What Is It?
Chinese medicine is a broad umbrella term that encompasses several modalities: acupuncture, Chinese herbs, cupping, and other techniques. Thousands of years ago, this is what Chinese doctors used to treat everything, from head to foot.
How Does It Work?
In all live beings (humans and animals), the vital energy or Qi flows throughout the body in intricate networks. When Qi is not flowing properly, different issues start showing up. When Qi is blocked, the initial imbalance is functional in nature and may not show up in medical tests. All the blood work and imaging come back normal, but the person still feels terrible. A Chinese medicine doctor first evaluates the patient to determine what is causing the imbalance. Then, he or she chooses the best tool/s to correct that imbalance.
Acupuncture is a modality that uses very thin needles to activate certain points in the body where the energy is focused. There are many acupuncture points, and each point has a certain function. The practitioner will needle different point combinations to address different issues. Once the energy is activated, patients may feel sensations in the area: ache, soreness, tingling, or warmth. Although needles are involved, acupuncture is not painful. As a matter of fact, many of our patients become so relaxed on the treatment table that they even fall asleep.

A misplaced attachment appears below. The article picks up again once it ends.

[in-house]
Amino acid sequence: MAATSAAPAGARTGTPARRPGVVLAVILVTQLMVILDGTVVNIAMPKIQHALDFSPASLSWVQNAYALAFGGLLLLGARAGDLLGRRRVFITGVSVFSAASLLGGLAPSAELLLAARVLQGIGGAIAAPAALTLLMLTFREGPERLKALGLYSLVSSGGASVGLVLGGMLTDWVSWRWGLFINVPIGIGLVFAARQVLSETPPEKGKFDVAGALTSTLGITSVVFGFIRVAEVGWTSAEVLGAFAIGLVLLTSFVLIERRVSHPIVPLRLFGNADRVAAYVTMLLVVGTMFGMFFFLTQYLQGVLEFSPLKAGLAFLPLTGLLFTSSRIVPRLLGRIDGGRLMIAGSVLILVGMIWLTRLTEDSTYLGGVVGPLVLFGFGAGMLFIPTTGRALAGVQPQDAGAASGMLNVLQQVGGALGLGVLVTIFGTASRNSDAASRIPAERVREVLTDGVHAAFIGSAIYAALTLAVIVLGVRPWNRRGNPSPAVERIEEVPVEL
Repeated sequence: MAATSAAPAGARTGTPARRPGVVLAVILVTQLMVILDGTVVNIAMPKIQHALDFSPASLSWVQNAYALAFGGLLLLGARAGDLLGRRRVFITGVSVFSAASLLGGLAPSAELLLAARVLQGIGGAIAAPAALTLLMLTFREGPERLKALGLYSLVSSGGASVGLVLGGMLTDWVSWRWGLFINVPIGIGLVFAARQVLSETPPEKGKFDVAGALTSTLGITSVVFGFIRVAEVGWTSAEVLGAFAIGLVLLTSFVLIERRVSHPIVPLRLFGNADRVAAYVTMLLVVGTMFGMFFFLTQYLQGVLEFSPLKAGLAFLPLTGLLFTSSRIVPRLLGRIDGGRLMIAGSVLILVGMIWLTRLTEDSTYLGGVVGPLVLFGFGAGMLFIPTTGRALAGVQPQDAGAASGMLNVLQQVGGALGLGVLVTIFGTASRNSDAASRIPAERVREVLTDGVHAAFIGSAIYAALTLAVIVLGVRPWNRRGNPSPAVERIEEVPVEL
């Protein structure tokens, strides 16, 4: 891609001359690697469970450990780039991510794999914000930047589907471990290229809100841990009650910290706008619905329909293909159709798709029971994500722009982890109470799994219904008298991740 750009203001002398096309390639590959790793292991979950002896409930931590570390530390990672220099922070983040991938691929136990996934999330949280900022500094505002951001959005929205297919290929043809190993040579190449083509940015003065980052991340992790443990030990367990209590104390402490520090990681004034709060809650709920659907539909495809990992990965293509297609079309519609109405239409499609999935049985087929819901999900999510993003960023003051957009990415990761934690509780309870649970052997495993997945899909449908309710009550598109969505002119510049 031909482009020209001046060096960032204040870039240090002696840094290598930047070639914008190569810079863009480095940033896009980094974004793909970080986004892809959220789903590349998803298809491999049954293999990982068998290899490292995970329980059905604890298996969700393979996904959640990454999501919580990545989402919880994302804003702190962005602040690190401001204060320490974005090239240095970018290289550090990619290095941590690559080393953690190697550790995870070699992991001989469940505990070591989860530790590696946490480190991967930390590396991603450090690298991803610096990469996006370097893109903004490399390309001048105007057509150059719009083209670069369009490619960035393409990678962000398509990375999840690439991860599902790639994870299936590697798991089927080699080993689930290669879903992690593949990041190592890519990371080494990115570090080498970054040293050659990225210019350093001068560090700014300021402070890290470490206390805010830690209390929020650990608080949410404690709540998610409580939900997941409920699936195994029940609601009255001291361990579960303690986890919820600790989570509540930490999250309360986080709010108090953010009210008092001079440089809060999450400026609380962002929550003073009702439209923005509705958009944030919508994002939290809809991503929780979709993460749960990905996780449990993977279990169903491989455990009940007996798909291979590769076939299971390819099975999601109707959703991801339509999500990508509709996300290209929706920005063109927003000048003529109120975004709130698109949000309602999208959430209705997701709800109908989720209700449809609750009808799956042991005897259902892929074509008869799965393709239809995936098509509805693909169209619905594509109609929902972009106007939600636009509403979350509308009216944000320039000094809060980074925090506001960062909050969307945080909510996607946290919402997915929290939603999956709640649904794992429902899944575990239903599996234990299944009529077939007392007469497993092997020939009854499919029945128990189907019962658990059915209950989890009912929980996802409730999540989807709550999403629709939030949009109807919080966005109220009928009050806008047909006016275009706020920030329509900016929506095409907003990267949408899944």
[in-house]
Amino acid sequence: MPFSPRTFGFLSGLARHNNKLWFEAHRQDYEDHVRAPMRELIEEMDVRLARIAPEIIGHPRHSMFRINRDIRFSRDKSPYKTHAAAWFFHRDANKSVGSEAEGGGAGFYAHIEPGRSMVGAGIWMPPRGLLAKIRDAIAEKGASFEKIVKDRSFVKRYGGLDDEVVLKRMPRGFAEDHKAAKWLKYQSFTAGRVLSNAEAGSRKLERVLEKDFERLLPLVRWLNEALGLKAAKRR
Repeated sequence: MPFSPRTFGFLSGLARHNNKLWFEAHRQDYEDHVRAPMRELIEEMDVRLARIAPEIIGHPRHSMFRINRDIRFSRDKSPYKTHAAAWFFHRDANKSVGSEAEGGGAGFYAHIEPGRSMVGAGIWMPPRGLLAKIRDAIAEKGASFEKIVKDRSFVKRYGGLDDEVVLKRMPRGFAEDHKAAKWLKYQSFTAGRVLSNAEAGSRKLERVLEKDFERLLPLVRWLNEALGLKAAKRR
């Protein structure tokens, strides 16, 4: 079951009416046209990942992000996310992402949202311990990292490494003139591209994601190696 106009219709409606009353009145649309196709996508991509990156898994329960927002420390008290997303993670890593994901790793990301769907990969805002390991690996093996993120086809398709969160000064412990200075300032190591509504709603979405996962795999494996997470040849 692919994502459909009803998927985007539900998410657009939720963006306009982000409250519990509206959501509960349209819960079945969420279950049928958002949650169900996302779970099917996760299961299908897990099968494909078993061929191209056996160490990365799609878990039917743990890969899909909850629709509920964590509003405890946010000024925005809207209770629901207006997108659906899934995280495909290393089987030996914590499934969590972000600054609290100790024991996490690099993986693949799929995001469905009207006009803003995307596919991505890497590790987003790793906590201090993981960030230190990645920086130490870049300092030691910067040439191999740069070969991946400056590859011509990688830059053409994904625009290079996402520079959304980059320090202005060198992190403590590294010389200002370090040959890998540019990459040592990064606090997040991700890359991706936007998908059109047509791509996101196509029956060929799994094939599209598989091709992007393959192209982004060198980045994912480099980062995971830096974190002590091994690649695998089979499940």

Another modality is Chinese herbs, which have been used for thousands of years. Again, each herb has a unique function, and different herbs are combined into one formula. Our herbs majorly come in 2 forms: a granular tea, or tablets. With the herbal tea, we are able to customize the herbs that go into the formula, to better address the patient as a whole. The tea does require access to very hot water, and there is an earthy herbal taste to the herbs. Alternatively are tablets. It is a little more convenient to take because the patient just needs to swallow them. The downside is that ingredients in the tablets cannot be changed. Both forms of herbs have been effective for our patients.
The third modality we use is cupping. We create a vacuum in the glass cups to achieve a suction effect. Cupping has many functions: release muscle tension to relieve pain, boost the immune system to get over a upper respiratory infection quicker, and detox the system to help with skin problems. Where the cup was, it can leave a purple mark, which typically goes away in a few days.
Curious to try acupuncture, cupping, or herbs? Give our office a call or fill out our request form to schedule an appointment with Dr. Anna.
Article Written by Anna Diec, LAc